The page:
"My initial reaction was to turn the air conditioner off right now, but that wasn't' going to happen," Baldwin said. "I was just flabbergasted. I had no idea why (the bill) was so high."
Baldwin admits that her air conditioner has been working overtime to keep the house cool during a string of hot days this summer.
FirstEnergy estimates that home power usage is up 24 percent during the warm summer months.
"For the summer months, we have not seen this level of sustained high temperatures for several years," said Mark Durbin, FirstEnergy spokesman.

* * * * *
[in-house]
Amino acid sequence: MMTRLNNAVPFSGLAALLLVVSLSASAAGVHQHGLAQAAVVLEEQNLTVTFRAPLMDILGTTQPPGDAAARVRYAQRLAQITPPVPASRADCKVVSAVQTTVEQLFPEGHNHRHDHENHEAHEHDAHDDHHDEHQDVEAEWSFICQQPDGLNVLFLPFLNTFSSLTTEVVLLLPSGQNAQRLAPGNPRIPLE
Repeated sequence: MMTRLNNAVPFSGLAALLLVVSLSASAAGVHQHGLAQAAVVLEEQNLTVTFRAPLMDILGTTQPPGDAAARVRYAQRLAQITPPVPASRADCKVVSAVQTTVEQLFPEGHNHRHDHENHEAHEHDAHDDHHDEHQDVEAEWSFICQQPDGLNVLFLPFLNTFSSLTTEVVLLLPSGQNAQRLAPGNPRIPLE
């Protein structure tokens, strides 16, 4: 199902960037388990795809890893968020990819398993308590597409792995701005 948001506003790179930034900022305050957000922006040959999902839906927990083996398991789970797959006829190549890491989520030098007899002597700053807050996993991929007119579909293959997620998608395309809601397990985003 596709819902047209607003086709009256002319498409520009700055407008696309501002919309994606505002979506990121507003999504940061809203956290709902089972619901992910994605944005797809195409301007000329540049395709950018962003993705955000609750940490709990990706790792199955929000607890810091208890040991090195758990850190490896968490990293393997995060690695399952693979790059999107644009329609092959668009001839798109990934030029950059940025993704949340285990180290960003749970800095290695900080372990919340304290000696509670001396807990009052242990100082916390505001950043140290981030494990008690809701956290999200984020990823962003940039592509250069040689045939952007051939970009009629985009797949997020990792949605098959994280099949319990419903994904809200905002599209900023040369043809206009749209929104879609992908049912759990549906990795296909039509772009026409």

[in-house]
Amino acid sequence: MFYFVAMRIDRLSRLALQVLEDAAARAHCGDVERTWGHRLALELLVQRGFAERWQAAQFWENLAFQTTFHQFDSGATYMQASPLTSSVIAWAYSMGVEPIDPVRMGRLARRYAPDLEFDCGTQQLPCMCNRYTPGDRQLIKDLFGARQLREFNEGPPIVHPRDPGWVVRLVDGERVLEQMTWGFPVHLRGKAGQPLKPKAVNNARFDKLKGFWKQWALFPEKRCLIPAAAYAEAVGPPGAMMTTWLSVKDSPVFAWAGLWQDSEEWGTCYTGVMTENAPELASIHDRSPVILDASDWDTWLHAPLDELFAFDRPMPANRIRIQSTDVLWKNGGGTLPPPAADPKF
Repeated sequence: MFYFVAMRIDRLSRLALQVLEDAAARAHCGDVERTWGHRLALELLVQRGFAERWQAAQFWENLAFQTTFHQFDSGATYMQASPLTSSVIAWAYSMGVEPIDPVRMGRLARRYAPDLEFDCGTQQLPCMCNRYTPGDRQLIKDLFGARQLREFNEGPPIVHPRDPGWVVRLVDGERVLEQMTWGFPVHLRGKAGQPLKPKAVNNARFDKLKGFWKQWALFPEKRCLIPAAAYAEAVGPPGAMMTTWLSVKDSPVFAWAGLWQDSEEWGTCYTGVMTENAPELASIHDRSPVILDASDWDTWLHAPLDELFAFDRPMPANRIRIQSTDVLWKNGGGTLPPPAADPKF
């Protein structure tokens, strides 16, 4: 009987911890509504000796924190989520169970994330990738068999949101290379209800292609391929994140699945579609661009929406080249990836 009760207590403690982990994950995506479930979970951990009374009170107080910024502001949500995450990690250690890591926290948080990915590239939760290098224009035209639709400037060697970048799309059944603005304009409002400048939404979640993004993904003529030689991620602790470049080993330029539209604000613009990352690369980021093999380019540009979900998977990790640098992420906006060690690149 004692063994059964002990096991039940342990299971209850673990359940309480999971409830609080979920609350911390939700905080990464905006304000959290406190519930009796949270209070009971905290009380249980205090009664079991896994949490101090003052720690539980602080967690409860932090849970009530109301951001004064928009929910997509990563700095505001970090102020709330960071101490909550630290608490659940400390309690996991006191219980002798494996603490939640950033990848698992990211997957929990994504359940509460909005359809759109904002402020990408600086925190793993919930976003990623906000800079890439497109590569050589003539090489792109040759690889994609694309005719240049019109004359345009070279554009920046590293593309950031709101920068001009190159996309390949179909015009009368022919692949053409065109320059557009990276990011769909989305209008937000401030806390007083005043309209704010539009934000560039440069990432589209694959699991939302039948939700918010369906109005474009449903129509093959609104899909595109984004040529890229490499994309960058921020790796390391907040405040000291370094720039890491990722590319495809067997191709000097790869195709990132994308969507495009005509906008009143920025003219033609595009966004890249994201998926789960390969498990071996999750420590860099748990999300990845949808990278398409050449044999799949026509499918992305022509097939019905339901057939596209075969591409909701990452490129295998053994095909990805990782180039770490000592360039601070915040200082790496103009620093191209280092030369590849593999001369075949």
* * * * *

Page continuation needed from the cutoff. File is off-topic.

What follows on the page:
"As a result, we believe the higher bills are a reflection of higher usage, particularly air conditioning."
Durbin says that customers who dispute their recent bills should call and request a new reading, and that customers can request a payment plan if they wish.
"While we make every reasonable effort to read the meters of our one million Ohio customers every month, there are situations when a bill needs to be estimated," Durbin said.
"If a customer has a question about the amount they are billed, we urge them to give us a call so we can discuss the situation."